Animal handler 'never meant to harm Hobbit'

John Smythe's former colleagues say he kicked a pig in the head and used spurs on a horse despite...
John Smythe's former colleagues say he kicked a pig in the head and used spurs on a horse despite it being against policy. Photo / Andrew Bonallack
A wrangler at the centre of claims animals were mistreated during filming of The Hobbit stands by his allegations, but says he never intended "tarnishing" the movie or Sir Peter Jackson.

It has been revealed that after John Smythe was sacked from the production, crew members who worked alongside him gave written and signed statements about his "antisocial and threatening" behaviour towards them and some of the animals he was working with.

Mr Smythe worked on the farm where animals used in The Hobbit were being housed but was dismissed last October. Earlier this year he alleged at least 26 animals died from mistreatment, which caught the attention of international rights group People for the Ethical Treatment of Animals last week.

Peta has now called on members to stage protests at international premieres of The Hobbit, which begin in Wellington next week.

Mr Smythe told the New Zealand Herald he had been dismissed because he did not get along with his manager's wife, and he refused to keep his concerns about the treatment of the animals quiet.

He said he and a number of other wranglers were worried and angry about conditions on the farm, and spoke to management.

"We were told to keep our mouths shut," he said.

"I never intended to tarnish the movie or Peter Jackson. But I couldn't stand by and let the same thing keep happening."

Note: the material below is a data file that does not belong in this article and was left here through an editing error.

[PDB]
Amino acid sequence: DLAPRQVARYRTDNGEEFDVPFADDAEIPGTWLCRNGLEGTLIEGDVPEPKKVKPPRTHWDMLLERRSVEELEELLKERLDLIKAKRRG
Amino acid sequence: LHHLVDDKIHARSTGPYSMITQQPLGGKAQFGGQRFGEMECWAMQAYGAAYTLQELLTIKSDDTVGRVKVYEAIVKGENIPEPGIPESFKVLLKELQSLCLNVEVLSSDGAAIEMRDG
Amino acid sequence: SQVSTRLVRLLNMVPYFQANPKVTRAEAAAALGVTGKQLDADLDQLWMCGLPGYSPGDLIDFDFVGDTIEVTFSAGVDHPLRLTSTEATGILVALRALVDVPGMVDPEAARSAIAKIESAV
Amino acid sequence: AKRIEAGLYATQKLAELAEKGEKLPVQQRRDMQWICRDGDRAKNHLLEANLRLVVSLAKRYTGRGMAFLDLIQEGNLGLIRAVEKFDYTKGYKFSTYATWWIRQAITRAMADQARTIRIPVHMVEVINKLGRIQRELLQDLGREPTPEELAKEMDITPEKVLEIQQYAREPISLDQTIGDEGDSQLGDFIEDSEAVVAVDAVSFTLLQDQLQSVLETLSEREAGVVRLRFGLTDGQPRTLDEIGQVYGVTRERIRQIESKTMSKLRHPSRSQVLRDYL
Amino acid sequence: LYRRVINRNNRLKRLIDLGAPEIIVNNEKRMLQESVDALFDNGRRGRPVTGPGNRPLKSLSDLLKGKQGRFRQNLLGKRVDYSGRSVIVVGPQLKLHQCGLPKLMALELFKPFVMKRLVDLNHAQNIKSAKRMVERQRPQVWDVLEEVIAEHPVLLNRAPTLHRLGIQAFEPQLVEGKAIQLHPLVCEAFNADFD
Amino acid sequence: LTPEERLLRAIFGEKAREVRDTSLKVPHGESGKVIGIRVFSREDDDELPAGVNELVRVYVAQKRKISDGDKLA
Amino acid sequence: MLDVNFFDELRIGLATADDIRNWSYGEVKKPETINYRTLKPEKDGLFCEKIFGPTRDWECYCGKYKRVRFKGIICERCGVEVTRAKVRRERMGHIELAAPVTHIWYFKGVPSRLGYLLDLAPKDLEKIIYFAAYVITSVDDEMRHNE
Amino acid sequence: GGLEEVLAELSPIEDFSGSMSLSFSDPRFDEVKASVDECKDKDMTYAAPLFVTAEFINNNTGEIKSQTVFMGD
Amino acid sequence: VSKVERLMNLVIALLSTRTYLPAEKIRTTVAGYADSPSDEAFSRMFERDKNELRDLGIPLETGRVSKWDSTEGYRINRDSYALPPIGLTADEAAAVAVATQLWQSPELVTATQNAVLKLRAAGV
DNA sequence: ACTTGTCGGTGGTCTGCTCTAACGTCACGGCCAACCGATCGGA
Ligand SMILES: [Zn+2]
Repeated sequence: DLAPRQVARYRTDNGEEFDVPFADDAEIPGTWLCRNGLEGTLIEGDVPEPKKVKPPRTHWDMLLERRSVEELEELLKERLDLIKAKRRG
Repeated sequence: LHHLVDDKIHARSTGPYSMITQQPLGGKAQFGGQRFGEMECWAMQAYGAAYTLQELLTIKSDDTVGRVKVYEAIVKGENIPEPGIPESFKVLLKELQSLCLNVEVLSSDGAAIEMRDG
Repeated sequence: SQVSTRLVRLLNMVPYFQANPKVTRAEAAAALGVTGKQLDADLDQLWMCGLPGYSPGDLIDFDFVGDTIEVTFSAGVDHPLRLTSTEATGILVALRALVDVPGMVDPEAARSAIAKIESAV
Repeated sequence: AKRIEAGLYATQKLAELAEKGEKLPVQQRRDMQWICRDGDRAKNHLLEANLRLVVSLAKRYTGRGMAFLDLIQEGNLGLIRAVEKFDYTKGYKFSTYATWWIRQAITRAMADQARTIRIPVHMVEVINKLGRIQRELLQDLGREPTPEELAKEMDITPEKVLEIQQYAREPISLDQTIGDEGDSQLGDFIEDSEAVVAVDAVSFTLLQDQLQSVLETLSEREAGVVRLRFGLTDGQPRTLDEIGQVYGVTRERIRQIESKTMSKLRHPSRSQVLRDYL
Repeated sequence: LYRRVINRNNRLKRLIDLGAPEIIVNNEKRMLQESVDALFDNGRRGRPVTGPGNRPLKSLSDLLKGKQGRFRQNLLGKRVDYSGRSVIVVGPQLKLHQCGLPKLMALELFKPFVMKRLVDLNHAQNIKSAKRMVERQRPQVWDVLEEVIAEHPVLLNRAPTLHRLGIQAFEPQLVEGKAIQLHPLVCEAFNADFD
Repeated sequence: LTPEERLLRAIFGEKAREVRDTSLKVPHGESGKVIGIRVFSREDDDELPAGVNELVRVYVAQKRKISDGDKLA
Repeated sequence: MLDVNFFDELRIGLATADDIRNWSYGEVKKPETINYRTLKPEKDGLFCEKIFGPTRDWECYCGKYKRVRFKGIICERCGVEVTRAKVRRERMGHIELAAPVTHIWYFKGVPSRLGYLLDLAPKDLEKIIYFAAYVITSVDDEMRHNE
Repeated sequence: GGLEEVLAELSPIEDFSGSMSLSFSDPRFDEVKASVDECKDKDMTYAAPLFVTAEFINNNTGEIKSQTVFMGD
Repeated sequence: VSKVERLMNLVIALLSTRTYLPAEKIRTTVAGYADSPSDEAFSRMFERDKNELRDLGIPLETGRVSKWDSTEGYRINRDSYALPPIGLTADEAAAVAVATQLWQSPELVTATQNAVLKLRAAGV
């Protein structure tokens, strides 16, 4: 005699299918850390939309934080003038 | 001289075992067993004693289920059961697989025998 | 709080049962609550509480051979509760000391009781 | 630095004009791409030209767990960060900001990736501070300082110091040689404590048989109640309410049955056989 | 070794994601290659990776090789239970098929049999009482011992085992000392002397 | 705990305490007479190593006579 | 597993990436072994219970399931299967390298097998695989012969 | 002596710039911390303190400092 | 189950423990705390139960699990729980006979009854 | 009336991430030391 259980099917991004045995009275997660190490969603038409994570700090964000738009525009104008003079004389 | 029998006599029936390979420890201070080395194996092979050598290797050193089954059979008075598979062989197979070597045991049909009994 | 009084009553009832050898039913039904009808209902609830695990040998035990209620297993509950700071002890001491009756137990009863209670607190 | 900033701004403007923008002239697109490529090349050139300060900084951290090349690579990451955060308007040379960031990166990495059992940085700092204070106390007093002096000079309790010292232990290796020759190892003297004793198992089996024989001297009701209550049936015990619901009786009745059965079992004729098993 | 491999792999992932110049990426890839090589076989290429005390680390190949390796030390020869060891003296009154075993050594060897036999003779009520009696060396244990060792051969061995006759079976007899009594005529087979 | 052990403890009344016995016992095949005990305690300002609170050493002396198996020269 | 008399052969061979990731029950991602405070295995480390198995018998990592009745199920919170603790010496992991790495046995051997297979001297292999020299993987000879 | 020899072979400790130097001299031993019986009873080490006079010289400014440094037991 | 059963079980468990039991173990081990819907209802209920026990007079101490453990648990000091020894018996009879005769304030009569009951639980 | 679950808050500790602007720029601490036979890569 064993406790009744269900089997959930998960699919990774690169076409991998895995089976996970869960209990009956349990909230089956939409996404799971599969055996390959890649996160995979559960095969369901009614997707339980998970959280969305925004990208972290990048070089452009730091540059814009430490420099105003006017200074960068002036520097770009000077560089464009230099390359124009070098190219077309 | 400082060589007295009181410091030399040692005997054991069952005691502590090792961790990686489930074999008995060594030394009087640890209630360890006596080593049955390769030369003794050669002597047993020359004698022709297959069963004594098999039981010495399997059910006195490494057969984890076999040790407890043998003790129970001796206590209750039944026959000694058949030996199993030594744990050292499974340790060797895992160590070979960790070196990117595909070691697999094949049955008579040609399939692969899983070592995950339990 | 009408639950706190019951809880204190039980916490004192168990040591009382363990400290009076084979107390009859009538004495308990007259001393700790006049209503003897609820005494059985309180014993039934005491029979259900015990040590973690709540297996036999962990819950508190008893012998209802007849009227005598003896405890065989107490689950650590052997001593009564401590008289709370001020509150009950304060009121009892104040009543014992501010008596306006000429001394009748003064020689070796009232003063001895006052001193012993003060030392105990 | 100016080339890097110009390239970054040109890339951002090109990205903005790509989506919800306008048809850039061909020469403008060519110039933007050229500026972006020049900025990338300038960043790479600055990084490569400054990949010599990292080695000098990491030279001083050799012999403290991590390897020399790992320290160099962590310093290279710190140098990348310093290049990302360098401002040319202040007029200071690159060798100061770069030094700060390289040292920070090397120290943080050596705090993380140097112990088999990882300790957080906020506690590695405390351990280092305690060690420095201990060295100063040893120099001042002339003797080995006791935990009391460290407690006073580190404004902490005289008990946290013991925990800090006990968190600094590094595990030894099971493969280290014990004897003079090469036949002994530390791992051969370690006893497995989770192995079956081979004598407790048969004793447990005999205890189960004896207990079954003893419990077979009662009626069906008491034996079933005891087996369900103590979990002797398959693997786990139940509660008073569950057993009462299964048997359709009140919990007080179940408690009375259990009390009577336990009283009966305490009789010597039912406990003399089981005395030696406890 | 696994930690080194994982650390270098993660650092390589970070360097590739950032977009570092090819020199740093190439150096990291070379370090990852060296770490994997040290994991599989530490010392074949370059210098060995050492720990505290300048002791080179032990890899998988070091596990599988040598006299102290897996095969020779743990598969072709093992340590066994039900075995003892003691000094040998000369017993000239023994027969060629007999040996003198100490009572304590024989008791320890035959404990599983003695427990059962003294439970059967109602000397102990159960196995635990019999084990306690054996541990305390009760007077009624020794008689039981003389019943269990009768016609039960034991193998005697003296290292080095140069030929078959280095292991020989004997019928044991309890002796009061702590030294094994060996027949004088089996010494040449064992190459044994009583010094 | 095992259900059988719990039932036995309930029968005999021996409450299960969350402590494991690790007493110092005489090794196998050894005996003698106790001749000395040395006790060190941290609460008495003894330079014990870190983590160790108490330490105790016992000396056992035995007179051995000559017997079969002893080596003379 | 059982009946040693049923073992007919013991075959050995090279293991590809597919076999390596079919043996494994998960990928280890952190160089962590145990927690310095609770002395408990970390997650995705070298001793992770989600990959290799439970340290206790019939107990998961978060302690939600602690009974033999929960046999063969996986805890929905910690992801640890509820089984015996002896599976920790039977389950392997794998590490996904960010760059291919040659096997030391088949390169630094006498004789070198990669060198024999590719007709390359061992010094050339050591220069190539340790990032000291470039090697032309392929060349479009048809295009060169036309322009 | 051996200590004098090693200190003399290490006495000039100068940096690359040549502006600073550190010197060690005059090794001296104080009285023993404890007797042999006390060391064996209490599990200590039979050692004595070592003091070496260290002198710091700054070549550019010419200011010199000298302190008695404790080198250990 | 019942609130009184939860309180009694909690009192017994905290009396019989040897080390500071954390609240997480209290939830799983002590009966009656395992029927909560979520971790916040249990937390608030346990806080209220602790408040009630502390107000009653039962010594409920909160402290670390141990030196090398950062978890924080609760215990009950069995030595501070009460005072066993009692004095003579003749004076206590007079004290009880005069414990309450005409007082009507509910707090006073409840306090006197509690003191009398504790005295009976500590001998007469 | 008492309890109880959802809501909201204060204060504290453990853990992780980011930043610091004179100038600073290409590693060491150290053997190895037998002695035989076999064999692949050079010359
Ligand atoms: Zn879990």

He said none of the wranglers reported what was allegedly happening at the farm to the SPCA as they were scared they would lose their jobs.

But the statements given by his former colleagues paint a different picture of Mr Smythe's time on the farm.

"Leroy the pig was brought back into work with John assisting. They were putting him in the yards when Leroy started growling. John kicked him in the head. He did it again and the owner told him to stop and John left," one colleague reported.

Another said: "We had to repeatedly remind [Mr Smythe] that the use of spurs was not permitted on our horses."

A female wrangler stated: "He has been intimidating, threatening, and I have feared for my safety ... I have asked never to be put in a situation where I have to work alone with him."

Mr Smythe denied any threatening, violent or inappropriate behaviour towards people or animals.

"My answer to that is - why weren't the police called in? It's all lies. There was no threatening behaviour, no abuse of animals on my behalf. I raised concerns and I was told to do my job or pack my bags - I did nothing wrong."

He rejected suggestions he was bitter about his dismissal and the allegations were pay back.

"This is not a case of sour grapes, it was genuine concern for the animals' welfare ...

"I know that my name's going to get mucked upon, but I never wanted it to go this far. But had the producers acted on our concerns in the first place it never would have come to this. That's all we wanted."

Sir Peter's spokesman, Matt Dravitzki, could not comment on the specifics of Mr Smythe's dismissal or the allegations, which the film company labelled "unsubstantiated".

But he confirmed that all information relating to the farm, the animals and staff including those who were dismissed had been offered to the SPCA. He welcomed an investigation and said there was "nothing to hide".

- Anna Leask of the New Zealand Herald

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